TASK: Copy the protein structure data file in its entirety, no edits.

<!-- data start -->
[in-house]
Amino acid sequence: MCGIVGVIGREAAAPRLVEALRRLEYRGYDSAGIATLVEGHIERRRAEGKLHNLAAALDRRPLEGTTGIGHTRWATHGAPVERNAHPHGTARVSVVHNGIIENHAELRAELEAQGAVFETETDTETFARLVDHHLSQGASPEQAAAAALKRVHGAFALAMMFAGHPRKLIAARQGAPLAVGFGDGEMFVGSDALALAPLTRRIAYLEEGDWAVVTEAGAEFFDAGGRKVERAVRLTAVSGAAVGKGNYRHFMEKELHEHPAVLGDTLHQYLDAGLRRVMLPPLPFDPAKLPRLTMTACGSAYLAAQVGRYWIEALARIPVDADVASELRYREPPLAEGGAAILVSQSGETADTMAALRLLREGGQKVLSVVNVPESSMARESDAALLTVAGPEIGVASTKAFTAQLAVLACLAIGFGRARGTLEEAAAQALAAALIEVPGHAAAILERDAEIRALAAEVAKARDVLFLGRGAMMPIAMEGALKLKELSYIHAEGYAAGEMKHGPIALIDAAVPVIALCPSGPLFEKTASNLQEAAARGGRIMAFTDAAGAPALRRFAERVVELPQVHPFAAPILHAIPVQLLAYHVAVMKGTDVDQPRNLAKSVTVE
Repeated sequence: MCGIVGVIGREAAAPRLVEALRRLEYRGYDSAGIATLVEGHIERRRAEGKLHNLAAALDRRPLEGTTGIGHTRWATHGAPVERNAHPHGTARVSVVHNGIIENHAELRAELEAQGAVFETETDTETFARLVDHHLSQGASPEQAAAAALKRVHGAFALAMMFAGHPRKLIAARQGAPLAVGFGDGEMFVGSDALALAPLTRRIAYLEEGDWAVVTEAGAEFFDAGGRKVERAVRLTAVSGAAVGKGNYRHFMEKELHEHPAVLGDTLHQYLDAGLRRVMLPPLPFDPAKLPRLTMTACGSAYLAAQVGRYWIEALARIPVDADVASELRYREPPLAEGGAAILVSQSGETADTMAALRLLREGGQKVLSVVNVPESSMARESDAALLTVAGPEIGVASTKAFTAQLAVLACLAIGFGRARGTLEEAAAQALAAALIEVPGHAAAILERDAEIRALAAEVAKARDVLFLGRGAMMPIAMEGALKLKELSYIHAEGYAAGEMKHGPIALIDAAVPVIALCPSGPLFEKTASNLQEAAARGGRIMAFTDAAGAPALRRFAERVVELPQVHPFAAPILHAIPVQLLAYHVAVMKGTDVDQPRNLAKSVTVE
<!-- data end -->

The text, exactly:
[in-house]
Amino acid sequence: MCGIVGVIGREAAAPRLVEALRRLEYRGYDSAGIATLVEGHIERRRAEGKLHNLAAALDRRPLEGTTGIGHTRWATHGAPVERNAHPHGTARVSVVHNGIIENHAELRAELEAQGAVFETETDTETFARLVDHHLSQGASPEQAAAAALKRVHGAFALAMMFAGHPRKLIAARQGAPLAVGFGDGEMFVGSDALALAPLTRRIAYLEEGDWAVVTEAGAEFFDAGGRKVERAVRLTAVSGAAVGKGNYRHFMEKELHEHPAVLGDTLHQYLDAGLRRVMLPPLPFDPAKLPRLTMTACGSAYLAAQVGRYWIEALARIPVDADVASELRYREPPLAEGGAAILVSQSGETADTMAALRLLREGGQKVLSVVNVPESSMARESDAALLTVAGPEIGVASTKAFTAQLAVLACLAIGFGRARGTLEEAAAQALAAALIEVPGHAAAILERDAEIRALAAEVAKARDVLFLGRGAMMPIAMEGALKLKELSYIHAEGYAAGEMKHGPIALIDAAVPVIALCPSGPLFEKTASNLQEAAARGGRIMAFTDAAGAPALRRFAERVVELPQVHPFAAPILHAIPVQLLAYHVAVMKGTDVDQPRNLAKSVTVE
Repeated sequence: MCGIVGVIGREAAAPRLVEALRRLEYRGYDSAGIATLVEGHIERRRAEGKLHNLAAALDRRPLEGTTGIGHTRWATHGAPVERNAHPHGTARVSVVHNGIIENHAELRAELEAQGAVFETETDTETFARLVDHHLSQGASPEQAAAAALKRVHGAFALAMMFAGHPRKLIAARQGAPLAVGFGDGEMFVGSDALALAPLTRRIAYLEEGDWAVVTEAGAEFFDAGGRKVERAVRLTAVSGAAVGKGNYRHFMEKELHEHPAVLGDTLHQYLDAGLRRVMLPPLPFDPAKLPRLTMTACGSAYLAAQVGRYWIEALARIPVDADVASELRYREPPLAEGGAAILVSQSGETADTMAALRLLREGGQKVLSVVNVPESSMARESDAALLTVAGPEIGVASTKAFTAQLAVLACLAIGFGRARGTLEEAAAQALAAALIEVPGHAAAILERDAEIRALAAEVAKARDVLFLGRGAMMPIAMEGALKLKELSYIHAEGYAAGEMKHGPIALIDAAVPVIALCPSGPLFEKTASNLQEAAARGGRIMAFTDAAGAPALRRFAERVVELPQVHPFAAPILHAIPVQLLAYHVAVMKGTDVDQPRNLAKSVTVE